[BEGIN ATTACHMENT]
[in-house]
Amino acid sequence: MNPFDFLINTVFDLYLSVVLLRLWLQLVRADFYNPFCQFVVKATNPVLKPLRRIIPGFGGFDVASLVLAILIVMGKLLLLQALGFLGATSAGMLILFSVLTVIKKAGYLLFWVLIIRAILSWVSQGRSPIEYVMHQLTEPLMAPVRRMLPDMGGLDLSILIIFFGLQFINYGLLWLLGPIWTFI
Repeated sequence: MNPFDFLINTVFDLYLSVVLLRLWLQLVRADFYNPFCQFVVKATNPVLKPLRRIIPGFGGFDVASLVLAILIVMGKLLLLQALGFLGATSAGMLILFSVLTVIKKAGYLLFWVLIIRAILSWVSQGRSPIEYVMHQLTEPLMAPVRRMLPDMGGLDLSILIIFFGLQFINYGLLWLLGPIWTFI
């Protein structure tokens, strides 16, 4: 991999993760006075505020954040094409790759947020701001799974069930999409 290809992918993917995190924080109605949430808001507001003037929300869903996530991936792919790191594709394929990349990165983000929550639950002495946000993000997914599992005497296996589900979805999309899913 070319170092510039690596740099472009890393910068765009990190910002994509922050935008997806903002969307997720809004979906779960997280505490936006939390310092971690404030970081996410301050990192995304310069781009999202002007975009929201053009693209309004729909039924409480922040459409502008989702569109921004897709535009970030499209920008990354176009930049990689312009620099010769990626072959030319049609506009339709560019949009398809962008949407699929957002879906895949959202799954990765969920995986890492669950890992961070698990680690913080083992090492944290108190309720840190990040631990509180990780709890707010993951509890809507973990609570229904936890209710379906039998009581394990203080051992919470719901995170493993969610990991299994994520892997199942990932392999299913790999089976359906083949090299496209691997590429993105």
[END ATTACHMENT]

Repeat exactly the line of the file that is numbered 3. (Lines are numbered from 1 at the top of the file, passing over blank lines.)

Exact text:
Repeated sequence: MNPFDFLINTVFDLYLSVVLLRLWLQLVRADFYNPFCQFVVKATNPVLKPLRRIIPGFGGFDVASLVLAILIVMGKLLLLQALGFLGATSAGMLILFSVLTVIKKAGYLLFWVLIIRAILSWVSQGRSPIEYVMHQLTEPLMAPVRRMLPDMGGLDLSILIIFFGLQFINYGLLWLLGPIWTFI